I’ve been incredibly lucky to work with directors and networks like Amazon that privilege my individuality as a woman and my choices for my own body. I’ve never really been asked to alter my appearance—and that’s probably not going to be the reality for my career. Your art does not get to be your own in this industry, whether you’re an actor or director or any other kind of filmmaker. There are scenarios where I could see changing the way my body looks, like becoming stronger or becoming leaner, that would be necessary telling a story about a certain character. If I’m playing a person in the Army, they’re not going to have a soft tummy like I do. So far, I’ve felt wanted for who I am. And that’s pretty special.

Source: playboy.com

Lola Kirke says we need to ‘wake the f— up’

Lola Kirke offers me some of the bread she’s eating. She holds up a croissant and we tear it apart like a wishbone. She’s been given too much, enough for two, yet you get the sense she’d break bread anyway. But the actress also has something else on her mind: The third season of “Mozart in the Jungle” — the award-gobbling dramedy about a sometimes struggling New York symphony — drops on Amazon on Dec. 9.

Once again, Kirke plays Hailey, the aspiring oboist and occasional assistant to flighty conductor Rodrigo (Gael Garcia Bernal). Since last we saw them, the band, as it were, has temporarily broken up. Hailey and Rodrigo have both gone abroad, and before they return to the States, they wind up in Venice, working with a temperamental opera singer (Monica Bellucci).

But of course, Kirke — 26, also of “Mistress America” and the Tom Cruise thriller “American Made,” due next year — doesn’t mind talking Trump first. But we decide to be positive, not negative.

I think we’re at this point where we can still make a difference. What about you?
Like many privileged white people, I was living under the assumption that Hillary would win and the world would be restored to normalcy. A lot of people, mostly people of color, I’ve spoken to have said, “Hello! Wake the f— up! That was never a reality. The things you are fearing now are the things we have always been fearing.” I was doing some minimal work on the Hillary campaign towards the end. Since then, it’s been really important to focus on what I can actually do, instead of getting overwhelmed by the big whole. Democracy isn’t that sexy. It’s just calling your representatives over and over again, or taking Paul Ryan’s health care survey, which everyone should do, by calling his office. I try to keep it really simple.

That might also involve finding a way to talk to Trump voters, in a civil way.
Perhaps this is optimistic, but I think not talking to people who have different political views than you do is what got us here in the first place. Trying to have conversations with people who are different from you — that’s the f—ing essence of life! Everyone’s different from you, even people united by liberalism. Then again, easier said than done. But trying to engage in conversation with people who have different views is a really valuable thing to do.

It’s hard to know how to start the conversation, though. It’s usually one side yelling or flinging names.
There’s this thing called “non-violence communication.” I’m not the master of it; I’ve read a little bit about it. But it does wonders for your interpersonal relationships, as well as your political influence. You ground everything in your own experience and try to remove judgment. And you f—ing listen. People don’t listen.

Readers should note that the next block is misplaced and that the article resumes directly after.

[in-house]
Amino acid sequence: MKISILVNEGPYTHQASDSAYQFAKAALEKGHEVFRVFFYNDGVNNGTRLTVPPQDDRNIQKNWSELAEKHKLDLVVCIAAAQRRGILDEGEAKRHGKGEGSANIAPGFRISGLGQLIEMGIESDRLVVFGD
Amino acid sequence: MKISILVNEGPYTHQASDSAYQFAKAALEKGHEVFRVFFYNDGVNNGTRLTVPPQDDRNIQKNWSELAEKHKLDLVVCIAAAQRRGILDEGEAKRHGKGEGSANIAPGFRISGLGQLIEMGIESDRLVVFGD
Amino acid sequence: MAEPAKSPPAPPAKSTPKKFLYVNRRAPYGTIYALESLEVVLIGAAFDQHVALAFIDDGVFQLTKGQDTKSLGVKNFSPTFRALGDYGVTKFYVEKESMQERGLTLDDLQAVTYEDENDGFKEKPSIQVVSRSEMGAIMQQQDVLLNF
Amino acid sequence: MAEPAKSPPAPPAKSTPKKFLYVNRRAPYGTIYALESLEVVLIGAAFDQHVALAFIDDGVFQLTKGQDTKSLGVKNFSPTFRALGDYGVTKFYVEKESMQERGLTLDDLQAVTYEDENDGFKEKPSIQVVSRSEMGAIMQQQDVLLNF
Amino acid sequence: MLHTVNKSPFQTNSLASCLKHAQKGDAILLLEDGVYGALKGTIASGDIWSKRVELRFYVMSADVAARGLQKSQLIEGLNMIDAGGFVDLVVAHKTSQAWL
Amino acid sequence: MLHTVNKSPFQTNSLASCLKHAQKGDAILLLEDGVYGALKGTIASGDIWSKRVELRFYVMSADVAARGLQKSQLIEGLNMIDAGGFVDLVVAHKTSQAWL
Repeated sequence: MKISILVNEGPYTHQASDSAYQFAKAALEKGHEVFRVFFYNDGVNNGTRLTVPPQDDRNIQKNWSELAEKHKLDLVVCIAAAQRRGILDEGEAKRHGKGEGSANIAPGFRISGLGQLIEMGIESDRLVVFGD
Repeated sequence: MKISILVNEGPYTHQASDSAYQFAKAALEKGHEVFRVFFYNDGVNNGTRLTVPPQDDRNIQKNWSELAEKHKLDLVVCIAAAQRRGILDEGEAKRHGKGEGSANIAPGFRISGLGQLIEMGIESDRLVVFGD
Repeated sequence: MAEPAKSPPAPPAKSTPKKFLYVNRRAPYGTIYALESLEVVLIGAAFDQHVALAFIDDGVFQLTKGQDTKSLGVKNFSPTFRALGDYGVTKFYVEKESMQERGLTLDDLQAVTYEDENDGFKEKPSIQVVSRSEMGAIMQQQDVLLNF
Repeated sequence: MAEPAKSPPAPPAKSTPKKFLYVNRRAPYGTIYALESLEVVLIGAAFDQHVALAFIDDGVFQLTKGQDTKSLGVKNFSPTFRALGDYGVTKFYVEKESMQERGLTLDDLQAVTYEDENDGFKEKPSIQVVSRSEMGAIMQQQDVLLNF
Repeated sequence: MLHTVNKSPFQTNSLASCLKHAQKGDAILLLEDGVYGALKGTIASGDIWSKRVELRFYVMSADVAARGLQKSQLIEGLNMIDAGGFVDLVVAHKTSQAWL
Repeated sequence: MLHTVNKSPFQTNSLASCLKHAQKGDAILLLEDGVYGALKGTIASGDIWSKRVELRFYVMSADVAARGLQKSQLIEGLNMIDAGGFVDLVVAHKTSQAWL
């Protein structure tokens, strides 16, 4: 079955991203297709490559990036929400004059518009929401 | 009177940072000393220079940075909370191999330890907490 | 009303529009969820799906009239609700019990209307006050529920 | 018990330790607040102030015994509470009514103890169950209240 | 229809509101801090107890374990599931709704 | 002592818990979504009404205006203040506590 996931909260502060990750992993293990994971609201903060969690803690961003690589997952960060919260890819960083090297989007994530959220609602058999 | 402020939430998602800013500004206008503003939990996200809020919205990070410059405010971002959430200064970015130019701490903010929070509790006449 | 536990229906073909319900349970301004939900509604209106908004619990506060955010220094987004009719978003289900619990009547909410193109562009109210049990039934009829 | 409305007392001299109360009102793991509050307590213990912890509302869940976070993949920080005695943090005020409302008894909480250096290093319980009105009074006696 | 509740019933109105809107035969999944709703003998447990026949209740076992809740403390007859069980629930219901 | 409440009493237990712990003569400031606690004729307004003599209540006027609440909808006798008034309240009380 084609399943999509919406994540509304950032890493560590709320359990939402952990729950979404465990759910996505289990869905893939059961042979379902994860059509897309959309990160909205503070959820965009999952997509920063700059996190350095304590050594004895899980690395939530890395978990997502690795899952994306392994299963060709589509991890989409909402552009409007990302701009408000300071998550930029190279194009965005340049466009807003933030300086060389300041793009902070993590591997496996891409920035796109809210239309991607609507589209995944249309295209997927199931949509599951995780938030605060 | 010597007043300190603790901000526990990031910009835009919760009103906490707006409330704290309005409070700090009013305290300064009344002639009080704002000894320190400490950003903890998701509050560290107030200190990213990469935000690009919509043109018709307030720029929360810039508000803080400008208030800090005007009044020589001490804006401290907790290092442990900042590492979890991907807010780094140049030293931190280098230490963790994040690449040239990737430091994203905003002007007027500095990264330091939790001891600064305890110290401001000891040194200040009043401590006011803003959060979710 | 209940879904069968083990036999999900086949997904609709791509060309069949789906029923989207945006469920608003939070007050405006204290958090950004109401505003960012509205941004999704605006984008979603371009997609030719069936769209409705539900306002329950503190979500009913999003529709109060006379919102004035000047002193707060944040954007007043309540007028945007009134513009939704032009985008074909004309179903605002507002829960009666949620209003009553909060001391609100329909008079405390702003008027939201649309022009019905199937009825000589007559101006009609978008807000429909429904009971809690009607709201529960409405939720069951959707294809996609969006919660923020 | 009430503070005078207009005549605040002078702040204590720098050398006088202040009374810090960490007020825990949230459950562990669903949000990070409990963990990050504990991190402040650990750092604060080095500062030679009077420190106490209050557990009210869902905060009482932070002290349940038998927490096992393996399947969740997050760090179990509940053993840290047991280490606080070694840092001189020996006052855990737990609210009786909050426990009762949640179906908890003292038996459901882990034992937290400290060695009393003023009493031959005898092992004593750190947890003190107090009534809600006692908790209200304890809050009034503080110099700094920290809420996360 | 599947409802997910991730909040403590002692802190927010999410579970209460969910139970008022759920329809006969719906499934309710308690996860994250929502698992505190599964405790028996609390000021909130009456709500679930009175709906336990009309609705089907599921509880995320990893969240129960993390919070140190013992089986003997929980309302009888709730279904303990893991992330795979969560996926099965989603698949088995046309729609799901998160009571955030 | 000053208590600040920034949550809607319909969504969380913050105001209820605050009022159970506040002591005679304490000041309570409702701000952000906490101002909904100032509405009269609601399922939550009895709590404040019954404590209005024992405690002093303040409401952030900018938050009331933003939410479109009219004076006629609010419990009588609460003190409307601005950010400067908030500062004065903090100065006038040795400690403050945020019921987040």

I’m not sure how to even tie what we’ve been talking to into “Mozart in the Jungle,” but here goes: This is a show about orchestral music, which is already not doing that well, and will be in likely even tougher shape under the new administration that sees no use for the classical arts.
I like that this show is about asking if it’s possible to sustain an artistic practice in more antiquated mediums, like classical music. It shows how f—ing difficult that is. In a capitalist society, things that do not make money get thrown out very quickly. We watched it again last night, and everything post-election has a new meaning. Watching the scene where the orchestra is locked out of their building last night, I went, ‘Wow, this show knew what was going on, in a way.’ It’s about protecting the arts and arts education and the lack of that in schools.

On a lighter note, what was it like working with Monica Bellucci? I only ask because she’s such a goddess.
I share that feeling. She has one of those voices that when she speaks, it makes you feel very warm and tingly inside. Also, she’s a listener. As a dumb American, and obnoxious human that I am, I’ll be like [blabbers nonsense], and she’ll be like [sits still, waits several beats, then lets out a light laugh]. A minute later, she’ll react, as though she’s taking it in. Because she cares. She’s processing what you say.

Source: metro.us

3X3: LOLA KIRKE ON FRANK SINATRA, MORNING PEOPLE, AND WORKING GIRLS

Artist: Lola Kirke
Hometown: New York
Latest Album: Lola Kirke
Personal Nicknames: Lo, Lols, Lolita

What song do you wish you had written?
“That’s Life” by Frank Sinatra

If money were no object, where would you live and what would you do?
Somewhere in the past, but I would also time travel!

If the After-Life exists, what song will be playing when you arrive?
The entirety of Grateful Dead, Go to Heaven.

How often do you do laundry?
Monthly.

What was the last movie that you really loved?
Working Girl!